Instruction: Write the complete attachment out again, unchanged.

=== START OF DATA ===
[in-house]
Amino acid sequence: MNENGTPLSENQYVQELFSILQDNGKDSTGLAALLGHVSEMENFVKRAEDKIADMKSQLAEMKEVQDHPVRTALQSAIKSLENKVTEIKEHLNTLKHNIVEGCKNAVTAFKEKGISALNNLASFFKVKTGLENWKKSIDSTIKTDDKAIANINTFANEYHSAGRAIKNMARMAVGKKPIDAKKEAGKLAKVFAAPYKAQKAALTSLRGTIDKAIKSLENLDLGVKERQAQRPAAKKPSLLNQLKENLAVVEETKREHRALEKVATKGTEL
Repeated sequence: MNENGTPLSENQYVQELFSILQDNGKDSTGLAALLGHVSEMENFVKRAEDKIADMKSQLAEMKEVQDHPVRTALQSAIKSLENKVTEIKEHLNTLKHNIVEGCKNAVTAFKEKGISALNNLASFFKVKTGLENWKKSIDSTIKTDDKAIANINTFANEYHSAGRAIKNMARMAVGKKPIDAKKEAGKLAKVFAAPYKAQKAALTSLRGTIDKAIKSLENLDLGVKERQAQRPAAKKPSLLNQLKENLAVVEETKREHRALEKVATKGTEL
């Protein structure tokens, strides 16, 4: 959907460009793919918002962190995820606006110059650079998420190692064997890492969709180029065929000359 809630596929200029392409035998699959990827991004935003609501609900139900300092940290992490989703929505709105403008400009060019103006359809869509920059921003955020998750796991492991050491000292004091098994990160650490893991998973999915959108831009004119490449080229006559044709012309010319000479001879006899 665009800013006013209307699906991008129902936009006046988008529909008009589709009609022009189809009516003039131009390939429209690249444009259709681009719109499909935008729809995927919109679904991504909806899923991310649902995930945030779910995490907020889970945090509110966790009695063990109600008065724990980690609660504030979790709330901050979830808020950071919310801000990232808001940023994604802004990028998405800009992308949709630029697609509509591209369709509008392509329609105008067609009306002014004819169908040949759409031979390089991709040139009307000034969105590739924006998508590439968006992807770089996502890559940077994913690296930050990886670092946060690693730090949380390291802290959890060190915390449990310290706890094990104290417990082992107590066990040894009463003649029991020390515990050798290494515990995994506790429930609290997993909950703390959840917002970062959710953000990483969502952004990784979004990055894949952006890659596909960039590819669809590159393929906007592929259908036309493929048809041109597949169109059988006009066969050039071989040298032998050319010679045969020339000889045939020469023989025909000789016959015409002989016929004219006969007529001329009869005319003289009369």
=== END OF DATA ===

[in-house]
Amino acid sequence: MNENGTPLSENQYVQELFSILQDNGKDSTGLAALLGHVSEMENFVKRAEDKIADMKSQLAEMKEVQDHPVRTALQSAIKSLENKVTEIKEHLNTLKHNIVEGCKNAVTAFKEKGISALNNLASFFKVKTGLENWKKSIDSTIKTDDKAIANINTFANEYHSAGRAIKNMARMAVGKKPIDAKKEAGKLAKVFAAPYKAQKAALTSLRGTIDKAIKSLENLDLGVKERQAQRPAAKKPSLLNQLKENLAVVEETKREHRALEKVATKGTEL
Repeated sequence: MNENGTPLSENQYVQELFSILQDNGKDSTGLAALLGHVSEMENFVKRAEDKIADMKSQLAEMKEVQDHPVRTALQSAIKSLENKVTEIKEHLNTLKHNIVEGCKNAVTAFKEKGISALNNLASFFKVKTGLENWKKSIDSTIKTDDKAIANINTFANEYHSAGRAIKNMARMAVGKKPIDAKKEAGKLAKVFAAPYKAQKAALTSLRGTIDKAIKSLENLDLGVKERQAQRPAAKKPSLLNQLKENLAVVEETKREHRALEKVATKGTEL
């Protein structure tokens, strides 16, 4: 959907460009793919918002962190995820606006110059650079998420190692064997890492969709180029065929000359 809630596929200029392409035998699959990827991004935003609501609900139900300092940290992490989703929505709105403008400009060019103006359809869509920059921003955020998750796991492991050491000292004091098994990160650490893991998973999915959108831009004119490449080229006559044709012309010319000479001879006899 665009800013006013209307699906991008129902936009006046988008529909008009589709009609022009189809009516003039131009390939429209690249444009259709681009719109499909935008729809995927919109679904991504909806899923991310649902995930945030779910995490907020889970945090509110966790009695063990109600008065724990980690609660504030979790709330901050979830808020950071919310801000990232808001940023994604802004990028998405800009992308949709630029697609509509591209369709509008392509329609105008067609009306002014004819169908040949759409031979390089991709040139009307000034969105590739924006998508590439968006992807770089996502890559940077994913690296930050990886670092946060690693730090949380390291802290959890060190915390449990310290706890094990104290417990082992107590066990040894009463003649029991020390515990050798290494515990995994506790429930609290997993909950703390959840917002970062959710953000990483969502952004990784979004990055894949952006890659596909960039590819669809590159393929906007592929259908036309493929048809041109597949169109059988006009066969050039071989040298032998050319010679045969020339000889045939020469023989025909000789016959015409002989016929004219006969007529001329009869005319003289009369």